Fire Emblem Warriors is a Fire Emblem spinoff game modeled after the Dynasty Warriors gameplay. It was co-developed by Omega Force and Team Ninja at Koei Tecmo, and published by Nintendo. It was released in September of 2017 simultaneously on the Nintendo Switch and 3DS. MSRB is $60, though it is often discounted. I played the Switch version.
Your enjoyment of Fire Emblem Warriors will depend entirely on whether you’re okay with cheeseball fanfiction of Fire Emblem characters coupled with an action spin on Fire Emblem gameplay.
And you know what, cheeseballs and all, I actually enjoyed it better than Hyrule Warriors: Age of Calamity.
In a way, that says more about me than it does about the game. I had high expectations for Age of Calamity, which it didn’t quite meet. I approached this Fire Emblem spinoff with more tempered expectations. However, I also believe the Warriors’ action-packed battles are also a more natural fit for Fire Emblem’s core game design.
Classic Fire Emblem already puts the player in tense battles, with high stakes and multiple things to monitor at once. Sometimes you need to play offensively, and sometimes you need to play defensively. The player has to track their characters’ stats, weapons, and skills, carefully nurturing them as they grow stronger and reclass into powerful units. Koei Tecmo translated all of this seamlessly into a Warriors game. These battles have that same push and pull — you have forts that need defending and enemy lines that need breaking. You campaign across the continent, recruiting more and more warriors to your cause. You have to carefully pick which units you send into battle so that they will have the advantage over the enemy. You can choose to turn permadeath on or off. You can pair up units to boost your combat ability, and these characters can even increase their support level. While there isn’t a comprehensive array of support conversations, you do at least get one heart-to-heart for each relationship you max out. It’s all these little details that show me that the game designers were definitely fans of Fire Emblem.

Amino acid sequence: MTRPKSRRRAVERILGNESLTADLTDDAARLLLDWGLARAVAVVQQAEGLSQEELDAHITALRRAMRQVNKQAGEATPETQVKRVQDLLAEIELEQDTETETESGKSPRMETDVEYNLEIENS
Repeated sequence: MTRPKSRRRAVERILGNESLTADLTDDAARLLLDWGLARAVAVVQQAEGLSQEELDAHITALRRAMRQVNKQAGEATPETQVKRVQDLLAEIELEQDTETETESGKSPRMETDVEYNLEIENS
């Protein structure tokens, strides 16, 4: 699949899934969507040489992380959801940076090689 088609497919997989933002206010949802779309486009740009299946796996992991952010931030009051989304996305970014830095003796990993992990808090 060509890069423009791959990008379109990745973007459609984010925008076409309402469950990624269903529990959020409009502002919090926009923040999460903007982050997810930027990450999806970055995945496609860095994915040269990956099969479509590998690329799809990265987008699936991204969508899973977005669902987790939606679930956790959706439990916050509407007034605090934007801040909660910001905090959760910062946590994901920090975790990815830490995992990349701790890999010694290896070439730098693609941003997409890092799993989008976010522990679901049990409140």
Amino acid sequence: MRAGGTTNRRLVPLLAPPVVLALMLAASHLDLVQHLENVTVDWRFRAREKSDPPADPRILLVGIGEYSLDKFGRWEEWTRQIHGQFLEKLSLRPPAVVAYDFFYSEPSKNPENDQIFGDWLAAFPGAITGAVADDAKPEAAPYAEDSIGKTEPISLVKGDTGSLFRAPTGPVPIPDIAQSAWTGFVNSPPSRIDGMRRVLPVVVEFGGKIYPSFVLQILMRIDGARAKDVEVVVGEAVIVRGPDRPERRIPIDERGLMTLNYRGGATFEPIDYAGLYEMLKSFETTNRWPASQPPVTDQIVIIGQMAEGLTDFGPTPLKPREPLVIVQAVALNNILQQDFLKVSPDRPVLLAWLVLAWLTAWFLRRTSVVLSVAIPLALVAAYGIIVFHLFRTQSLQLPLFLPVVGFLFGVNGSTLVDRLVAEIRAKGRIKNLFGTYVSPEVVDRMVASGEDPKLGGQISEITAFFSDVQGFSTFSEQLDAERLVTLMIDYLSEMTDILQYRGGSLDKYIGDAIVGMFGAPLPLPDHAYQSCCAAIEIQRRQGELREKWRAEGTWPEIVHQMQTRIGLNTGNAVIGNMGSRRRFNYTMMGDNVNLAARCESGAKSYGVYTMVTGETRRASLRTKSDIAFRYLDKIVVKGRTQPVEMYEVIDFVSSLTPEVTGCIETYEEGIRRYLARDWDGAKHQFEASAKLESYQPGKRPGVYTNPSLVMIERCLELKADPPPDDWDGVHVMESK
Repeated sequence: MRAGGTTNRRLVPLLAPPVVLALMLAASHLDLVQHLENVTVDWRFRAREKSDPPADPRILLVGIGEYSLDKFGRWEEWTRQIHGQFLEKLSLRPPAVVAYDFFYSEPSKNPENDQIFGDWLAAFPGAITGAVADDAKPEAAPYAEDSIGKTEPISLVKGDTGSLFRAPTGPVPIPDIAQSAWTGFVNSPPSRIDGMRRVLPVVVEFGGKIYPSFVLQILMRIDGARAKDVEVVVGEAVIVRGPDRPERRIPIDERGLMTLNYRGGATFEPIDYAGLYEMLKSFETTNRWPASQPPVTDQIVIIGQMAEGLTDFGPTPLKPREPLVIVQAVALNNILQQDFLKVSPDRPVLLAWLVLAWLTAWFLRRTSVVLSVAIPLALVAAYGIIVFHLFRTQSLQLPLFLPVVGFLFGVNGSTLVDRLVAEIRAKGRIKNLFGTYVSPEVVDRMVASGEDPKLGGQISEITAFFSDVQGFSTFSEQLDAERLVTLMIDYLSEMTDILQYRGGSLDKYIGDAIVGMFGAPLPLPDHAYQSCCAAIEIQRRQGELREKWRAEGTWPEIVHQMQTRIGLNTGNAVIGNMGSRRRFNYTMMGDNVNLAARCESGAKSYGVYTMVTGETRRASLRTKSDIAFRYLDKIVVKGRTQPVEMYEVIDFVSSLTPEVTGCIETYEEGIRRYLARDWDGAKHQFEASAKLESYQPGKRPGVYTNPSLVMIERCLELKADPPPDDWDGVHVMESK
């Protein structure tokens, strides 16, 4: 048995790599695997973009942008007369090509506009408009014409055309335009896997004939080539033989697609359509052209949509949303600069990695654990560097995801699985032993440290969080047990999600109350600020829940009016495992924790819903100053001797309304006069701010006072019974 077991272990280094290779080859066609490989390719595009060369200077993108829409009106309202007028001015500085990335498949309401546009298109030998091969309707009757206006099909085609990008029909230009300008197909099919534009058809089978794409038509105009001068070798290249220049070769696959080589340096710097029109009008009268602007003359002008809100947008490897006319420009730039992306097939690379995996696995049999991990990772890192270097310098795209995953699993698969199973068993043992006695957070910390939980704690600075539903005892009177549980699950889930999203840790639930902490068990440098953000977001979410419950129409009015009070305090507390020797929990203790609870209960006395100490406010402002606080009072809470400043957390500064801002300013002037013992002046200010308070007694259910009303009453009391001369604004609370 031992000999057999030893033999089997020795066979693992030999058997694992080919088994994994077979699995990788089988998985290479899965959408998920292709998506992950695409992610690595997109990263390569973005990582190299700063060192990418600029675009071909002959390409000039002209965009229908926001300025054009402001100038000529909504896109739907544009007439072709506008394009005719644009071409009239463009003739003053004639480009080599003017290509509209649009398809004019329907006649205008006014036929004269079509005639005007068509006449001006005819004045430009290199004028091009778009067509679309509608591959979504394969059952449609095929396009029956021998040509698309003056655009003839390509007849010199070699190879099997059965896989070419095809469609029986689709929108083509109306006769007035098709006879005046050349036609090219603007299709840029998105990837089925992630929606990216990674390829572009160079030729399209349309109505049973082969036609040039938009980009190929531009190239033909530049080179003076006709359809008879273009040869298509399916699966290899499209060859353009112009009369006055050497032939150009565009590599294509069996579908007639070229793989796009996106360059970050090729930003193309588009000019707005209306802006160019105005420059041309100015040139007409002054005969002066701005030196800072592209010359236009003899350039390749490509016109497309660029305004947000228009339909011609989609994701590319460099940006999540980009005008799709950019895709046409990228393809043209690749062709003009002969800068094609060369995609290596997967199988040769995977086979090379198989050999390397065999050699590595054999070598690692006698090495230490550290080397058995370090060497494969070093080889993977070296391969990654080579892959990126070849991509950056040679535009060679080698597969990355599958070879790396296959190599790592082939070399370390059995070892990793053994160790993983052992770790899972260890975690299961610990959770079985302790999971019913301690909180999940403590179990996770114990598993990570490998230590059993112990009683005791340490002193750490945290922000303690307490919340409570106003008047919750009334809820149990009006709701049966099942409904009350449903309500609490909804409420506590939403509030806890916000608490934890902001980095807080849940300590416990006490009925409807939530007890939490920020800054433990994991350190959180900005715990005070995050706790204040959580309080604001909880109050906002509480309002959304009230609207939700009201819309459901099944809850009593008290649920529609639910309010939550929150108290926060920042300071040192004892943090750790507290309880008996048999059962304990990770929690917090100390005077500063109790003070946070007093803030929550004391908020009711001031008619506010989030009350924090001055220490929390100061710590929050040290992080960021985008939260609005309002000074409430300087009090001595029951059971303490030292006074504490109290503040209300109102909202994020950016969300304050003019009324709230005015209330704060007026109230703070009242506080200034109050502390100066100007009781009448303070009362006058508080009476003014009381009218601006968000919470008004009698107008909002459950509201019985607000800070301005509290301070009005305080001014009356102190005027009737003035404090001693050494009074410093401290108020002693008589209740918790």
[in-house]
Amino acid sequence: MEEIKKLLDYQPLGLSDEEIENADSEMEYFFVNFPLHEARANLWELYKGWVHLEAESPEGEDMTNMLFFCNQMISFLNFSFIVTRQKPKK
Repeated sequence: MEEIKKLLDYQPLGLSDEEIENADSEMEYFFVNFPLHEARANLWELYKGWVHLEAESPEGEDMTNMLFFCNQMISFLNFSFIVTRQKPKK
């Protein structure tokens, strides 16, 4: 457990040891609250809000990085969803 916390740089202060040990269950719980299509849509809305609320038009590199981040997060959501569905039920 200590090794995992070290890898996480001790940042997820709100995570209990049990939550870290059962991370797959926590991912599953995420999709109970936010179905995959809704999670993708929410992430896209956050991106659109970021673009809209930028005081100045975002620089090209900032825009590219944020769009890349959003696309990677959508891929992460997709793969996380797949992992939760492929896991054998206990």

And the writers were certainly fans of the game too. It’s exactly the kind of writing you’d see on fanfiction sites. The plot is your standard MacGuffin Fetch Quest that brings together the main characters from three Fire Emblem games: Awakening, Fates, and Shadow Dragon (aka the first one). If you’ve played Super Smash Bros. Ultimate, then you’ll at least recognize Chrom, Lucina, Robin… Marth… Corrin… you know, half the Smash roster? If you’ve never played the 3DS Fire Emblem games, then you’ll wonder who the rest of the cast is, but the plot is still easy enough to follow along. The game takes place on a new continent called Aytolis, with twins Lianna and Rowan as the main characters. As the twins struggle fighting a hoard of monsters from entering their kingdom, portals from the other Fire Emblem games begin opening up, bringing along with them our beloved characters. It’s silly popcorn fanfiction, but it’s entertaining in its own way.
The Story Mode is still only half of it, though. History Mode places the character into iconic scenes from the series past, with its own sets of challenges and collectibles for the player to acquire. There are even a few other playable characters to unlock in History Mode like Celica and Lyn. I wish completionists the best of luck with this game, because it appears it would take hundreds of hours to acquire everything in History Mode.
Fire Emblem Warriors’ biggest appeal, though, is directly controlling your favorite characters and fighting dudes with them. The second biggest appeal is getting characters from different games to interact in support conversations. As a Fire Emblem fan, the entire game feels like one big present. It’s like the developers made a delight piece of fan art and delivered it right to my door. The sound design, the level-ups, the strategy, the soundtrack remixes, it all felt like something special. I’ll proudly pin it on my fridge.